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Researches by some academics have made it known that a company’s culture is closely linked to its effectiveness and efficiency (Kotter & Heskett, 1992). In addition, according to (Morgeson, & Krishnan, 2006) customer satisfaction is an increasingly significant factor of an effective organization in today’s competitive business setting. Prospects arising from increase in globalization by companies, advancement in technology, and outsourcing have meant that companies are increasingly turning their attention to laying greater emphasis on customer service across national borders in order to reduce costs, while at the same time trying to increase customer user-friendliness through day-to-day activities of the firm.
(Shein 1996), defined culture as: ‘a pattern of basic assumptions that a group has invented, discovered or developed in learning to cope with its problems of external adaptation and internal integration, and that have worked well enough to be considered valid, and therefore, to be taught to new members as the correct way to perceive, think, and feel in relation to those problems.’
Other shared definitions by learned scholars refer to organisational culture as “pattern of shared values and beliefs that help individuals understand organizational functioning and thus provide them with the norms for behavior in the organization”(Deshpande and Webster 1989), “a set of cognitions shared by members of a social unit” (O’Reilly et al., 1991). According to (Laurie 2008), organisational culture is a combination of traditions, values, policies, beliefs, and attitude that establishes a general framework for everything done in an organisation. It can also refer to the form of beliefs, values, and ways of managing experience that have developed during the course of the organisation’s history, and becomes noticeable in its material arrangements and the behaviour of its members. (Brown 1998). (Gupta 2009), in his write up, opined that organisational culture is a set of unwritten rules meant to guide the employees towards an standardardised and rewarding behaviour.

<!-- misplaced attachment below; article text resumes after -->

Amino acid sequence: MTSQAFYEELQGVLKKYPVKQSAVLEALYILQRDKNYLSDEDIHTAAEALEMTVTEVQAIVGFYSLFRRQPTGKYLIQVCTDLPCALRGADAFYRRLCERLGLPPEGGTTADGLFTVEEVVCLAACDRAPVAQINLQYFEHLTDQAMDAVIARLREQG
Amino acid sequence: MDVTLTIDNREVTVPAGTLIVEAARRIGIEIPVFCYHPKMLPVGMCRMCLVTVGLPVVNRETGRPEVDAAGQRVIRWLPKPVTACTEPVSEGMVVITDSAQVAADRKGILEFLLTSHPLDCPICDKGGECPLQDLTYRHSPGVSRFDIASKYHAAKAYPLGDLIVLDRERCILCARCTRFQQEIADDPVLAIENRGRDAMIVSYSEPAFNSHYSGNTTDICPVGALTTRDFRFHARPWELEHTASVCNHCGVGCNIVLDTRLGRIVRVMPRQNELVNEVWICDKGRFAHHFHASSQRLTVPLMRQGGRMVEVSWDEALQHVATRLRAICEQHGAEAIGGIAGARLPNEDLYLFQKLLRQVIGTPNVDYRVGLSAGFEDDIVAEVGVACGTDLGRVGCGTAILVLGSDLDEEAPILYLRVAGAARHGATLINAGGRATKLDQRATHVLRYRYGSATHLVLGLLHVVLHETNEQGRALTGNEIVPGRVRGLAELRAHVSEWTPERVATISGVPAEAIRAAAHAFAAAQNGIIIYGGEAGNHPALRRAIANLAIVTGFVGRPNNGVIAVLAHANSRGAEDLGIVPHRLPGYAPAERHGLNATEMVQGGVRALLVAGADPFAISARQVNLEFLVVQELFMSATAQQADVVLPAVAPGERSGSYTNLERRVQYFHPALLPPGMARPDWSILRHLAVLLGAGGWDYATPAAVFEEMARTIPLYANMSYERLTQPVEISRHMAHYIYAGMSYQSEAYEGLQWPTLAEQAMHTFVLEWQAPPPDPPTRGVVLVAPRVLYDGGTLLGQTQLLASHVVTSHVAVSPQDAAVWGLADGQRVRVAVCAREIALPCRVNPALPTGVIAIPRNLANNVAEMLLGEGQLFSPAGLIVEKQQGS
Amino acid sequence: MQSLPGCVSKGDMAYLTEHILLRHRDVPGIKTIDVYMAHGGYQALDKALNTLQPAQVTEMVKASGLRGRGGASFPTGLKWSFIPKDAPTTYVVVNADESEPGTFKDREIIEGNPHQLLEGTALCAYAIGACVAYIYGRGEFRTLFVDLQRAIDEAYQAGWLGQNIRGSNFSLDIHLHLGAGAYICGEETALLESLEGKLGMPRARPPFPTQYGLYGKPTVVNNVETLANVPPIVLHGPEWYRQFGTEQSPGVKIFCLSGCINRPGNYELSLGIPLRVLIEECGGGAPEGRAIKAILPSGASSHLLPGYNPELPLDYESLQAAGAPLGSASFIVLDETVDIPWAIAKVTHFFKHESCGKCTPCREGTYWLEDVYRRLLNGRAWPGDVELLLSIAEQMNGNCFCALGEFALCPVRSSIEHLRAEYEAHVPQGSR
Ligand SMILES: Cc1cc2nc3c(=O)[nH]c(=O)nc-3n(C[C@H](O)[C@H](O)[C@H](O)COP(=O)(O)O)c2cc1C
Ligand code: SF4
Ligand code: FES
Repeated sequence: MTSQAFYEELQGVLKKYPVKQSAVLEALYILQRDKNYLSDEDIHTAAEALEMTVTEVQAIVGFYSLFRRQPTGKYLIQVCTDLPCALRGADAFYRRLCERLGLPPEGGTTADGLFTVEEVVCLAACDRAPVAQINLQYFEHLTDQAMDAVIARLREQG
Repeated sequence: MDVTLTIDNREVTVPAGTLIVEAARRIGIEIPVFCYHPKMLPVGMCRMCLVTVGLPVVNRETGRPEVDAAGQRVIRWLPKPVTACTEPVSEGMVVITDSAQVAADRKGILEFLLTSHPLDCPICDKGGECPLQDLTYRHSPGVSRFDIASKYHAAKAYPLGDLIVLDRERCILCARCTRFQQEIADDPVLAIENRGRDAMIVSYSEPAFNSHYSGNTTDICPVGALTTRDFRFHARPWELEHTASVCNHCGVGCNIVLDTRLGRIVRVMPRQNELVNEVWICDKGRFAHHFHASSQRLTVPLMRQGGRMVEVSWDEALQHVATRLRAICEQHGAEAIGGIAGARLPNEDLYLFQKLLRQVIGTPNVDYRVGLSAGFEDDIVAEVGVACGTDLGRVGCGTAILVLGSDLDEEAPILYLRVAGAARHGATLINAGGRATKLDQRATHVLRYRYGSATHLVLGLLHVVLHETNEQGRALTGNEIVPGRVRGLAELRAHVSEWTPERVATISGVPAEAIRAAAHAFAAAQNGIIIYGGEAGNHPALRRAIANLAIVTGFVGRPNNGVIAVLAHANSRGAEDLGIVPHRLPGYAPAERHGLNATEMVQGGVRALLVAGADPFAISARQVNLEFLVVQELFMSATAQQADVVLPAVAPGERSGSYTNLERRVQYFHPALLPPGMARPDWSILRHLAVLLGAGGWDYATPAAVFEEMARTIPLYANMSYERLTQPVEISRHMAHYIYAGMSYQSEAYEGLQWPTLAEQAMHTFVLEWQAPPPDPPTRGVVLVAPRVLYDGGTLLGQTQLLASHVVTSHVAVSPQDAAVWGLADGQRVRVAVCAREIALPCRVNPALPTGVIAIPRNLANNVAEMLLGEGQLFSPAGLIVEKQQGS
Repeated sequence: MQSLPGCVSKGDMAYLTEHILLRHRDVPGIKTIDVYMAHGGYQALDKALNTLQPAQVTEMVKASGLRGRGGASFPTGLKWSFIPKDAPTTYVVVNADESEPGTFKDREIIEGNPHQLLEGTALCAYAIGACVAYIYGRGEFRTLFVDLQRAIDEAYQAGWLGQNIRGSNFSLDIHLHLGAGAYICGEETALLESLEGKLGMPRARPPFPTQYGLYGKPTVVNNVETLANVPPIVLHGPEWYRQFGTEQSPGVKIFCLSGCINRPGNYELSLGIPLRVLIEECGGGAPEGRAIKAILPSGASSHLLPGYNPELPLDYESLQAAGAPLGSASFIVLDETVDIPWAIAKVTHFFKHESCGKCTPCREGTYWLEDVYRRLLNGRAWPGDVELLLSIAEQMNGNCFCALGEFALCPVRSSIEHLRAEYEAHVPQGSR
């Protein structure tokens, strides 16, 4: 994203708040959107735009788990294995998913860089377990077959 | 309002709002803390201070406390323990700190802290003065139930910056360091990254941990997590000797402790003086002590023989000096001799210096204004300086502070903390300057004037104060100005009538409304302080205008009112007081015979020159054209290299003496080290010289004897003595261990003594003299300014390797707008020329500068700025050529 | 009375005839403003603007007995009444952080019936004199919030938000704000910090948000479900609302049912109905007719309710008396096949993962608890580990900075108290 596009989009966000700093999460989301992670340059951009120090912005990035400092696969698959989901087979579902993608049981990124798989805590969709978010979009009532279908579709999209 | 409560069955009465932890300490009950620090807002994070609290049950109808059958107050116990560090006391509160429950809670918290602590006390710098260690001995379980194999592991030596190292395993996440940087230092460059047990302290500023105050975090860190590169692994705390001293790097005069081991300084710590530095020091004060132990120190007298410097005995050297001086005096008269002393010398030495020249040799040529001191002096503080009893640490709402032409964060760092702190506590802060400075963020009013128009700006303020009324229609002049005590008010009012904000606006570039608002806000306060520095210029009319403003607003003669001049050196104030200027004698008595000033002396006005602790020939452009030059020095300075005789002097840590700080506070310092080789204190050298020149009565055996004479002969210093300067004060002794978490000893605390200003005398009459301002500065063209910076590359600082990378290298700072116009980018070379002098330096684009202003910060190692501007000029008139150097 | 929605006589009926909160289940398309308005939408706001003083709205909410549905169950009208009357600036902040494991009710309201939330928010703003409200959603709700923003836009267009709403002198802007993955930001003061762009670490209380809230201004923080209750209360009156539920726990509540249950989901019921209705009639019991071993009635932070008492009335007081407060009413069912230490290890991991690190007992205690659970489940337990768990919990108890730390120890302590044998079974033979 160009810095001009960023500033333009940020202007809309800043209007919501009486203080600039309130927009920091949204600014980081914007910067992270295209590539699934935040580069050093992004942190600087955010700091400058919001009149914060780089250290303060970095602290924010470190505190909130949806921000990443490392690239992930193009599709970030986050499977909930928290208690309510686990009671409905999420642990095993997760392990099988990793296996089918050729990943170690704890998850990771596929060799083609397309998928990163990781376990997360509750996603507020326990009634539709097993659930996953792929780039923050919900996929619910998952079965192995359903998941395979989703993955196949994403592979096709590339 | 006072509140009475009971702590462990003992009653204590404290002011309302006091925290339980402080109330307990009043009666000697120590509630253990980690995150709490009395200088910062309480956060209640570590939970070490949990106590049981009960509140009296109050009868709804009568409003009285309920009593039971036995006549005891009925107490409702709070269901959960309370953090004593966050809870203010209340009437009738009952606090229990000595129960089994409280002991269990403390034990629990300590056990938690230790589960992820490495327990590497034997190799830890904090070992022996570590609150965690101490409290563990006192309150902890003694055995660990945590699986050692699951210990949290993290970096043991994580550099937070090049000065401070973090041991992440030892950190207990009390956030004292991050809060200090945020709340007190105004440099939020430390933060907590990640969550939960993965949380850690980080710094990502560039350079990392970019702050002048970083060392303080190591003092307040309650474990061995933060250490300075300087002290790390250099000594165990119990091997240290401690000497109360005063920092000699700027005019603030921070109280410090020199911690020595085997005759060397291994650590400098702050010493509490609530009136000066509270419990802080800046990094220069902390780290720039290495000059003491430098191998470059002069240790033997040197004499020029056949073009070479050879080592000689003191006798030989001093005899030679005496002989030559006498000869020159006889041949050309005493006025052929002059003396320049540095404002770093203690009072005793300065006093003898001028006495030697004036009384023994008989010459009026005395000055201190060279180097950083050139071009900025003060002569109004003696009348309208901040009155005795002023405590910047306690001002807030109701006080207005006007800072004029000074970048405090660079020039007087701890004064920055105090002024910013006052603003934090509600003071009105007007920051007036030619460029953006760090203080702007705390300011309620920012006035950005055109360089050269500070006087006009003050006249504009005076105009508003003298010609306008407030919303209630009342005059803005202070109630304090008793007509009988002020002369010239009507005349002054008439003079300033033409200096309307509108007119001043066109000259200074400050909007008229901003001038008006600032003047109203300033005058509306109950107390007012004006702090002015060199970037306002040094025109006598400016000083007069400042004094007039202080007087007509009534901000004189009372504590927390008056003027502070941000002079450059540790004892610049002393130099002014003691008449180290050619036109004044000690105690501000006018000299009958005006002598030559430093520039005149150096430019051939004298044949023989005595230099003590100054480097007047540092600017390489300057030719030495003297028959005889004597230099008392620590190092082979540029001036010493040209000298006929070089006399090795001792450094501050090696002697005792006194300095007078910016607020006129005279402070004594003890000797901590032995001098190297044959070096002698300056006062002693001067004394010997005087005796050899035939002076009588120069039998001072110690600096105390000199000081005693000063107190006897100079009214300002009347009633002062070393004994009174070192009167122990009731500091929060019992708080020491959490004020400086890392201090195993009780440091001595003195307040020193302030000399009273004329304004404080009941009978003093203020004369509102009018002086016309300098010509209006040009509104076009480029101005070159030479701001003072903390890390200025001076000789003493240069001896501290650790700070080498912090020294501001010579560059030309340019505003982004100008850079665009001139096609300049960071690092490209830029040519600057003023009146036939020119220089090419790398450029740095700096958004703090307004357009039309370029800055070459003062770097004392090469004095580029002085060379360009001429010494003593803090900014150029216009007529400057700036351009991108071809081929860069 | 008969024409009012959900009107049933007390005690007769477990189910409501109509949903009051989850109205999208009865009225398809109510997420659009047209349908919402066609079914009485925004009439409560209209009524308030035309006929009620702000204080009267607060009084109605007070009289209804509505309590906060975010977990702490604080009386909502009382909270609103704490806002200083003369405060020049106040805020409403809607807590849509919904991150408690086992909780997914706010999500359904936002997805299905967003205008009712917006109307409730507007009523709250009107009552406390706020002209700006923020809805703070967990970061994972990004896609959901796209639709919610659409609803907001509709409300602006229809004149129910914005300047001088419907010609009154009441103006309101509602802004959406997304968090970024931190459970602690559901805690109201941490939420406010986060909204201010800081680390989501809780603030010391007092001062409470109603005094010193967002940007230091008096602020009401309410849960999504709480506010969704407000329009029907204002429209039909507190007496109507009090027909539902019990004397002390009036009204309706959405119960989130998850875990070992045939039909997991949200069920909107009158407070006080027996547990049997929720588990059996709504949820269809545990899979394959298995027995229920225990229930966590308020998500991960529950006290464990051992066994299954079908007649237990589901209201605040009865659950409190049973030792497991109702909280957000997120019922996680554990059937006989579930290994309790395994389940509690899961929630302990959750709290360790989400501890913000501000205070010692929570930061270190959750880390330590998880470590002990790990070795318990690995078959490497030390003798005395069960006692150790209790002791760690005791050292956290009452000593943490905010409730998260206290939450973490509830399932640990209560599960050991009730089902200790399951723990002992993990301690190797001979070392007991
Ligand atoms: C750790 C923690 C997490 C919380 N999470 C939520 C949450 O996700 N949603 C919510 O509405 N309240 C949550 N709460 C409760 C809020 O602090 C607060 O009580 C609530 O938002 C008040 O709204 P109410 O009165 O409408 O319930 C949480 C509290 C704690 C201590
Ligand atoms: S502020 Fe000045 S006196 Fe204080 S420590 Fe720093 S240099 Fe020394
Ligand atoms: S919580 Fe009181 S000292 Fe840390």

TYPES AND MODELS OF ORGANISATIONAL CULTURE
In order to appreciate the incorporation of organisational culture, it is very important to examine and search for different models to improve the understanding of the concept of organizational culture.
I. Schein’s Three Layer Organizational Model
These three layers as explained by (Shein 1996) below are stages of organisational culture that should be categorized carefully with the purpose of avoiding any theoretical misperception.
Artefacts and Creations – the Artefact and Creation layer is the observable stage of corporate culture, it includes the social environment. Usually researchers study the artistic productions, technological output, physical space in the artefacts and Creations stage.
Values – usually values symbolize the significant things for individuals, they are affective wants or needs and conscious. The existence of values is very important for the organization in order to function competently and share ideals among staff.
Basic Assumptions – a specific group of individuals study how to manage and handle the difficulties of internal integration and external adaptation through developing and discovering the assumptions.
II. Denison’s Effectiveness and Culture Model